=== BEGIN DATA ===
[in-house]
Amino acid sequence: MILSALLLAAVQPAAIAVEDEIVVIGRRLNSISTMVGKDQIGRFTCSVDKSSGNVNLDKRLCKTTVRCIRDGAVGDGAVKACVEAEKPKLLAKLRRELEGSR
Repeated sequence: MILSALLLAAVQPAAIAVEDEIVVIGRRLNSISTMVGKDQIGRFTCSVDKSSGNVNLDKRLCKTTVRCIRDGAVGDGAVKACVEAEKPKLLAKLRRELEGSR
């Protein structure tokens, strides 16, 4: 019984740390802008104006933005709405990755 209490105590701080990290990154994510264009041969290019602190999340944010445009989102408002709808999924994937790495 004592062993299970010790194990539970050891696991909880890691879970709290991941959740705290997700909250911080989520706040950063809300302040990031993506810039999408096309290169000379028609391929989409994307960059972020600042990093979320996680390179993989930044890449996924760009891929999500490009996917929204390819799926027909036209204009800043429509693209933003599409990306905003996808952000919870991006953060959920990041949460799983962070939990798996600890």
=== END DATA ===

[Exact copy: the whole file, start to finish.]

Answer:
[in-house]
Amino acid sequence: MILSALLLAAVQPAAIAVEDEIVVIGRRLNSISTMVGKDQIGRFTCSVDKSSGNVNLDKRLCKTTVRCIRDGAVGDGAVKACVEAEKPKLLAKLRRELEGSR
Repeated sequence: MILSALLLAAVQPAAIAVEDEIVVIGRRLNSISTMVGKDQIGRFTCSVDKSSGNVNLDKRLCKTTVRCIRDGAVGDGAVKACVEAEKPKLLAKLRRELEGSR
């Protein structure tokens, strides 16, 4: 019984740390802008104006933005709405990755 209490105590701080990290990154994510264009041969290019602190999340944010445009989102408002709808999924994937790495 004592062993299970010790194990539970050891696991909880890691879970709290991941959740705290997700909250911080989520706040950063809300302040990031993506810039999408096309290169000379028609391929989409994307960059972020600042990093979320996680390179993989930044890449996924760009891929999500490009996917929204390819799926027909036209204009800043429509693209933003599409990306905003996808952000919870991006953060959920990041949460799983962070939990798996600890």